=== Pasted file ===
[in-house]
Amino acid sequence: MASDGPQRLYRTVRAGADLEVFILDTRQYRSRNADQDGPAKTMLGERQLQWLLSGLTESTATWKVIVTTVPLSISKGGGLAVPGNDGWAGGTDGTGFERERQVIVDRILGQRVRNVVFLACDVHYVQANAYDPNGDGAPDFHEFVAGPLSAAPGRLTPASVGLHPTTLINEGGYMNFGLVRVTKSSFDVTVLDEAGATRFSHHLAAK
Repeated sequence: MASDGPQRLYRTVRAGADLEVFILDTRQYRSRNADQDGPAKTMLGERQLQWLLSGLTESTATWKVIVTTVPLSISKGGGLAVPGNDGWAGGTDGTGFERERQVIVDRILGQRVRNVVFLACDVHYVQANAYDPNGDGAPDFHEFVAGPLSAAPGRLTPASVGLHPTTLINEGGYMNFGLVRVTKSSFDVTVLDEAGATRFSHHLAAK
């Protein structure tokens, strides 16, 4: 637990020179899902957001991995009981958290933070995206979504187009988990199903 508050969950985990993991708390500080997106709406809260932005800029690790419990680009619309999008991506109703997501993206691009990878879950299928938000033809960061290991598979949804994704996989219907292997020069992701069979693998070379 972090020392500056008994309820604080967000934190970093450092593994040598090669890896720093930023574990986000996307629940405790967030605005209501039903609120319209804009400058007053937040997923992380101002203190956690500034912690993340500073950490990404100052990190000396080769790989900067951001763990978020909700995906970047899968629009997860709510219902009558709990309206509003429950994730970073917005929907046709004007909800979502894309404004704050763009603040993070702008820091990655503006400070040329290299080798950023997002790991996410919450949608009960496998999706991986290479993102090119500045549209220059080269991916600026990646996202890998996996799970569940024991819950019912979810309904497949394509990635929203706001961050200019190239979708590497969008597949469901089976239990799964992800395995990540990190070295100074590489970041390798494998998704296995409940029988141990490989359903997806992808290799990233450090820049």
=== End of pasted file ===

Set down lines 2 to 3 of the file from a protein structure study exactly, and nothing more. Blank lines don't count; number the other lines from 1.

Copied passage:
Amino acid sequence: MASDGPQRLYRTVRAGADLEVFILDTRQYRSRNADQDGPAKTMLGERQLQWLLSGLTESTATWKVIVTTVPLSISKGGGLAVPGNDGWAGGTDGTGFERERQVIVDRILGQRVRNVVFLACDVHYVQANAYDPNGDGAPDFHEFVAGPLSAAPGRLTPASVGLHPTTLINEGGYMNFGLVRVTKSSFDVTVLDEAGATRFSHHLAAK
Repeated sequence: MASDGPQRLYRTVRAGADLEVFILDTRQYRSRNADQDGPAKTMLGERQLQWLLSGLTESTATWKVIVTTVPLSISKGGGLAVPGNDGWAGGTDGTGFERERQVIVDRILGQRVRNVVFLACDVHYVQANAYDPNGDGAPDFHEFVAGPLSAAPGRLTPASVGLHPTTLINEGGYMNFGLVRVTKSSFDVTVLDEAGATRFSHHLAAK